Tuesday, February 02, 2010
Anise-Scented Fig and Date Swirls
This recipe is delicious! I found it online on the now-defunct Gourmet website, but it has since been moved to Epicurious. The Engineer and I both loved these cookies, which happen to be relatively healthy. They do take a while to prepare (with two separate chilling times, I actually started the night before), but they are not complicated. Also, the anise is not overwhelming in the final product, and it actually goes quite well with the fruit. This makes about 2 dozen cookies (or slightly more).
Instead of cream cheese, which has lactose, I used plain lactose-free yogurt that I strained overnight to thicken it. I was a little afraid that it wouldn’t work, because it didn’t have quite the same consistency as softened cream cheese, but the recipe came out great. The dough was a little sticky when I made the logs, but it was nothing catastrophic, so I recommend this substitution if you are lactose-intolerant. Of course, you should weigh the yogurt after it’s been strained. Next time, I’d consider omitting the 2 Tbsp of sugar mixed with the figs and dates.
1 cup packed soft dried figs (8 oz), stemmed and coarsely chopped
1 cup packed pitted dates (7 oz), trimmed and coarsely chopped
1/3 cup water
½ cup plus 2 Tbsp granulated sugar
1 ¾ cups all-purpose flour
2 tsp anise seeds, ground in an electric coffee/spice grinder
¼ tsp baking powder
¼ tsp baking soda
¼ tsp salt
½ cup unsalted butter (softened) or lactose-free margarine
4 oz cream cheese or strained lactose-free yogurt, at room temperature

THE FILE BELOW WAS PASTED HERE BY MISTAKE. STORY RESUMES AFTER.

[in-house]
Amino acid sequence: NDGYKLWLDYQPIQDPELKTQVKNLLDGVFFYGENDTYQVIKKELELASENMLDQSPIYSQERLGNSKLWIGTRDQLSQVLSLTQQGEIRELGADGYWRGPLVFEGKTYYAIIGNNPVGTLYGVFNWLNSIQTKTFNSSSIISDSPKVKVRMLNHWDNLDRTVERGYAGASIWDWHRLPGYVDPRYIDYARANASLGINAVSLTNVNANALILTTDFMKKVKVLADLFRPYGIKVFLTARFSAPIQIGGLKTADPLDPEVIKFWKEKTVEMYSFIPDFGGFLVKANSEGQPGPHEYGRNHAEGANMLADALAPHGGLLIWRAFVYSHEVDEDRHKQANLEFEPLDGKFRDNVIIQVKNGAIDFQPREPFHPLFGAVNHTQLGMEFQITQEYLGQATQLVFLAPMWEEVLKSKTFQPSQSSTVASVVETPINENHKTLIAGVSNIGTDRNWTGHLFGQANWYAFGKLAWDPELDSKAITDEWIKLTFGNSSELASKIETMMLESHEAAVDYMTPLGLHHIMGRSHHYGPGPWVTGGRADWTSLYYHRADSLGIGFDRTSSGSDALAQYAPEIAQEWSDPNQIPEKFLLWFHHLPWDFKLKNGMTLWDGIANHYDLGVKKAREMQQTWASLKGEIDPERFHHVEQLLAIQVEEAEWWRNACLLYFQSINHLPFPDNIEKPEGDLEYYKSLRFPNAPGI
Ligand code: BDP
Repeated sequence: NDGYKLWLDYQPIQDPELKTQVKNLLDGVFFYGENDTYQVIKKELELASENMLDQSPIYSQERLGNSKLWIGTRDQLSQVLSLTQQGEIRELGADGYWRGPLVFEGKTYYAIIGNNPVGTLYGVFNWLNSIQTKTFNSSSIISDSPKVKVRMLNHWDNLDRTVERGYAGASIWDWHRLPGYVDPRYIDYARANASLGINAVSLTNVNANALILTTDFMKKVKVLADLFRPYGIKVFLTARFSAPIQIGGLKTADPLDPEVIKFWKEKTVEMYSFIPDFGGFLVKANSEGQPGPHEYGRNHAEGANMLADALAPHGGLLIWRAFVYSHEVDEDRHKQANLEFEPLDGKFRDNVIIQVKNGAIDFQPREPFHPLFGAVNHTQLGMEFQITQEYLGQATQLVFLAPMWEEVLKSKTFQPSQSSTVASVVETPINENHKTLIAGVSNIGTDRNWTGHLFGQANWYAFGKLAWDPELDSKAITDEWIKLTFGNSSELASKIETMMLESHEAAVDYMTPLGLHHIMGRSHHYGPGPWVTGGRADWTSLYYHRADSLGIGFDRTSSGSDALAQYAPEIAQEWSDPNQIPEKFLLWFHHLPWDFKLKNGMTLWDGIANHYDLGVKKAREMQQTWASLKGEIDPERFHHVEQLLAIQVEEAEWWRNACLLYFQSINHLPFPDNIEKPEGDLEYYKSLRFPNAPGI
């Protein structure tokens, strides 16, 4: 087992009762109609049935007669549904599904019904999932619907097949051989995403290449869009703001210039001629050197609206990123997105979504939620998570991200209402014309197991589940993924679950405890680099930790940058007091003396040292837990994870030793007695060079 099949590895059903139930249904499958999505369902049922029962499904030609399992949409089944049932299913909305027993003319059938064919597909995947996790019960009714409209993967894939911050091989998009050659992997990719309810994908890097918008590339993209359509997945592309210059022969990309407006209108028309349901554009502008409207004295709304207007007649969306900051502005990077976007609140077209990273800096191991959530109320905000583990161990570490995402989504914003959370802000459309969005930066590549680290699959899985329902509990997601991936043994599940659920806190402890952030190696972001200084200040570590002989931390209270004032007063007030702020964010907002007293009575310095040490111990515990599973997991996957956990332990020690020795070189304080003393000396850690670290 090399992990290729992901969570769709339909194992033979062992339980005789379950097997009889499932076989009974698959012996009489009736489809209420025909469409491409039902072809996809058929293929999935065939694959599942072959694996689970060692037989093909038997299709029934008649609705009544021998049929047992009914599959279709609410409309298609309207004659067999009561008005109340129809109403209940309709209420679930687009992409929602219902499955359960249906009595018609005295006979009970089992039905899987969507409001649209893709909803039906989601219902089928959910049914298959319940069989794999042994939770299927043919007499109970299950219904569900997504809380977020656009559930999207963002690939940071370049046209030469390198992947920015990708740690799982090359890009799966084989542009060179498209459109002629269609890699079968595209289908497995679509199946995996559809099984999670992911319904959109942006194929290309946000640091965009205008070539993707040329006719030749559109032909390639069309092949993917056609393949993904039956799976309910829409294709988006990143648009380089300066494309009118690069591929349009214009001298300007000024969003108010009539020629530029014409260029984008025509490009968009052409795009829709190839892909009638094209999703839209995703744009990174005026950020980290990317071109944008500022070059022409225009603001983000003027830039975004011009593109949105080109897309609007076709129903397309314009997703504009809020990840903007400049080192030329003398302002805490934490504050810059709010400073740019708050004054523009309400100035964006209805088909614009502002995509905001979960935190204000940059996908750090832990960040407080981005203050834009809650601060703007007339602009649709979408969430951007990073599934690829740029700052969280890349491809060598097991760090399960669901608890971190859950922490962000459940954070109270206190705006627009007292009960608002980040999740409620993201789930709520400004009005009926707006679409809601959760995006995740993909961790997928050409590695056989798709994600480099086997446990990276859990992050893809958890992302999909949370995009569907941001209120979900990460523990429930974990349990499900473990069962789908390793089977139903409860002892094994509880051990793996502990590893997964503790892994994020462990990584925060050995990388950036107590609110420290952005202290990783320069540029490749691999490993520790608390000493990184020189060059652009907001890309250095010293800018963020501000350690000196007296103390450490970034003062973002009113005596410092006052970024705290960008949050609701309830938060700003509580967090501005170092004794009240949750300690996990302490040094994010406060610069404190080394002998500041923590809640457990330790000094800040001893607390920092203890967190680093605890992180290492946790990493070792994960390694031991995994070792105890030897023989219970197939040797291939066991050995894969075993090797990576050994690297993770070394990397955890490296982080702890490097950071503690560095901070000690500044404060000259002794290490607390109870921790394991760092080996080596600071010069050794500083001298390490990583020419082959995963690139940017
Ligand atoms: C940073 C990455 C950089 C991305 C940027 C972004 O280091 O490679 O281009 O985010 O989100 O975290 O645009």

1 tsp vanilla
1 large egg yolk
¼ cup granulated raw sugar such as turbinado or Demerara
Purée figs and dates with water and 2 Tbsp granulated sugar in a blender or food processor until almost smooth. Set aside.
Whisk together flour, anise, baking powder and soda, and salt in a bowl.
Beat together butter, cream cheese, and remaining ½ cup granulated sugar in a large bowl with an electric mixer at moderate speed until pale and fluffy, about 3 minutes.
Beat in vanilla and egg yolk until combined well. Add flour mixture and mix at low speed until just combined.
Halve dough and form each half into a rectangle. Chill, wrapped in plastic wrap, until firm, about 1 hour.
Roll out 1 piece of dough between 2 sheets of wax paper into a 9- by 7-inch rectangle, about 1/3-inch thick.
(Perfect rectangles are overrated.)
Remove top sheet of wax paper and drop half of fig mixture by spoonfuls onto dough, then gently spread in an even layer, leaving a 1/4-inch border around edges.
Using wax paper as an aid, roll up dough jelly-roll style into a log. Roll log in raw sugar to coat completely. Make another log in same manner. Chill logs, wrapped in wax paper, until firm, at least 4 hours.
Preheat oven to 350 °F.
Cut logs crosswise into 1/3-inch-thick slices and arrange slices about 2 inches apart on lightly buttered baking sheets.
Bake in batches in middle of oven until pale golden, 15 to 17 minutes, then transfer to racks to cool. (You can also bake them two sheets at a time, one on top and one on the bottom of the oven, rotating them halfway through.)